Sunday, May 26th, 2024

Prof Works On E.U. Project

Dr Hagelgans to serve on User Advisory Board of European Union’s emergency management project.

The INTREPID project will use artificial intelligence, drones and robots to help make decisions during disasters – and a Millersville University professor is going to be helping with that project. Dr. Duane Hagelgans is the only U.S. citizen who will be working on the Intelligent Toolkit for Reconnaissance and Assessment in Perilous Incidents (INTREPID) project.

INTREPID is an international initiative funded by the European Union’s Horizon 2020 research and innovation program. This three-year research and innovation project seeks to create a plan to better enhance emergency service responses in the wake of a disaster.

When a former Millersville student called Hagelgans to extend an invitation to join the INTREPID User Advisory Board, he had no idea he would be the only representative from the U.S.  to serve on the three-year project.

Hagelgan’s former student, Maureen Donnely, graduated from Millersville’s Emergency Management Program. Donnely reached out to Hagelgans to ask if he would be willing to become a subject matter expert to offer his extensive emergency management experience to the INTREPID project. “All these various nations have different potential disasters – we’re looking at it globally, how can we put together systems that are safer for responders to go out and get the info needed to resolve an incident,” says Hagelgans.

Hagelgans brings four decades of experience in the fire service as a career fire chief in addition to his background in disaster management. In addition to sitting on the User Advisory Board of the INTREPID project, Hagelgans is an associate professor at Millersville University and currently serves on the South-Central Pennsylvania Counter Terrorism Task Force, the Lancaster County Emergency Management Agency, and Millersville University’s Incident Management Team.

The INTREPID project will use artificial intelligence, drones and robots to create systems in which certain aspects of decision making can be done without human input or harm. In times of disaster, this allows for experts and emergency service workers to be on the ground, eliminating tasks that could be delegated to technology in order to prioritize the skills of emergency professionals on the scene of a disaster. “The most important thing in any disaster is making sure that you have all of that information and giving the person in charge all the necessary situational awareness to make the right decisions in critical situations,” says Hagelgans.

Hagelgans is most looking forward to seeing how the available technology can improve disaster response. “Through the decades and the centuries, we’ve lost too many citizens and too many responders in disasters. With this technology and the ability to build it to keep people safe, not only the citizens but obviously responders,” says Hagelgans. “I’m very much looking forward to how we can build a system that can do the more dangerous jobs and take the process and analyze it so that we can make the correct decisions.”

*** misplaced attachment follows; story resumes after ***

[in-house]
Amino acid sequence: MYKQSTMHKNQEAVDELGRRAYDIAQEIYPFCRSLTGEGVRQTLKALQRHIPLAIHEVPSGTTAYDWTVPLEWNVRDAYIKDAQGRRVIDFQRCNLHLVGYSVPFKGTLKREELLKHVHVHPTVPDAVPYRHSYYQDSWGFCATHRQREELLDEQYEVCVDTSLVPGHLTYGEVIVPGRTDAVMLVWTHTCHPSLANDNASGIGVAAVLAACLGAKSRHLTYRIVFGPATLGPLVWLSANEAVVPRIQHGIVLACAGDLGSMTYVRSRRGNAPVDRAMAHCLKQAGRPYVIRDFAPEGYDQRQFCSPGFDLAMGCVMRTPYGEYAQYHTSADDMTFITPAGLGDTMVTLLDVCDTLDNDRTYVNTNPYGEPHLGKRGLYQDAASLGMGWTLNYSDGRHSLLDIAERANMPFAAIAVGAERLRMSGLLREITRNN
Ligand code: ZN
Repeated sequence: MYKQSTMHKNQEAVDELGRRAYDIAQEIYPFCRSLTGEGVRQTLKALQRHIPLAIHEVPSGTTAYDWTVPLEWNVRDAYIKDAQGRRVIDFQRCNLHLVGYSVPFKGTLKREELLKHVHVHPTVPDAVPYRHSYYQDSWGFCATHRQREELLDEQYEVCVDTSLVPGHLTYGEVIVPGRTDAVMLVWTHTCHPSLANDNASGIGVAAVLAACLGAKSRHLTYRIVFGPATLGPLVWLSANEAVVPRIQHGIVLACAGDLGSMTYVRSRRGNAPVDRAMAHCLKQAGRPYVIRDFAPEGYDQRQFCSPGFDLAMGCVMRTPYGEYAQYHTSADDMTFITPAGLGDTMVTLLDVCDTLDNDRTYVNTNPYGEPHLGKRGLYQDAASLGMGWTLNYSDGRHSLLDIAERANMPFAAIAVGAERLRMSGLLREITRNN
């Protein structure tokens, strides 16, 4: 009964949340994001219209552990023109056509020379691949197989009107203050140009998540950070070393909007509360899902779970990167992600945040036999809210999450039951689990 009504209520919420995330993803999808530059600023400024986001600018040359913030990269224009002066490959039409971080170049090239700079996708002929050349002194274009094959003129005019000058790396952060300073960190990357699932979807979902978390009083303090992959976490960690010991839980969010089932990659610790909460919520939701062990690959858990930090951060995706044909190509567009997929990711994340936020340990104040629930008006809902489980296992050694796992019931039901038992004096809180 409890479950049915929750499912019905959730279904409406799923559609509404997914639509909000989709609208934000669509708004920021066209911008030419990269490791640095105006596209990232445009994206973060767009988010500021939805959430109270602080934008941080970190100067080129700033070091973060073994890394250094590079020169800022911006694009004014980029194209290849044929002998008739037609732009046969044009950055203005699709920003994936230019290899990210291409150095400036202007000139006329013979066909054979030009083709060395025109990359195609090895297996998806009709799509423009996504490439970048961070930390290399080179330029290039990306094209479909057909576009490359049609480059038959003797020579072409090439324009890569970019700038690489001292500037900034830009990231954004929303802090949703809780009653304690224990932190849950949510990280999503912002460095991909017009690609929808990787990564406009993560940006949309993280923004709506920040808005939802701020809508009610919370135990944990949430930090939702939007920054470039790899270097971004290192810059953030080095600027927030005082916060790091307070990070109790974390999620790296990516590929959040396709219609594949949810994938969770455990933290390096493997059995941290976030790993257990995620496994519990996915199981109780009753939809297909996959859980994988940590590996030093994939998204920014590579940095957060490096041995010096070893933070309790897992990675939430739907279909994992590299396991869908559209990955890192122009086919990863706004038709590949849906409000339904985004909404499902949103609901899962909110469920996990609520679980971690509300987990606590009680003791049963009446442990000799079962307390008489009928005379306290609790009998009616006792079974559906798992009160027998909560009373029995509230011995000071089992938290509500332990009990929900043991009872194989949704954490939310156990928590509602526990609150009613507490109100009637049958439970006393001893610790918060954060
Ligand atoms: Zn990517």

Harnessing the capabilities of technology to improve disaster response will not only save lives but will also allow for more accessible learning opportunities.  “As technology improves, the cost point goes down,” says Hagelgans. “It’s one thing if we develop this and no one can afford it, but I believe that it’s going to be developed and affordable that people will be able to use this in disasters.”

Hagelgans is the co-lead for the University’s Incident Management Team in response to COVID-19. “From the standpoint of a practitioner, it’s been the highest level of response, critical thinking and decision making; knowing that a lot of the decisions we make don’t always make people happy,” says Hagelgans. “We’re making the best decisions for what we feel are the best outcomes based upon the information that we have.”

“From the standpoint of education, I’m still teaching all of my classes, so my students have the benefit of learning about emergency management in the middle of the largest crisis in the last hundred years. We have real-world things that we can study and deal with on a day in and day out basis.”

Hagelgans encourages students who may be interested in pursuing a career in emergency management to volunteer with disaster relief services. “Go help the Red Cross or your local volunteer fire company. It will give you a little idea of what we do. It’s a great field, a growing field, it’s certainly not going to get any smaller after COVID.”

For more information on Millersville’s Emergency Management Program and Emergency and Disaster Management Certification, visit


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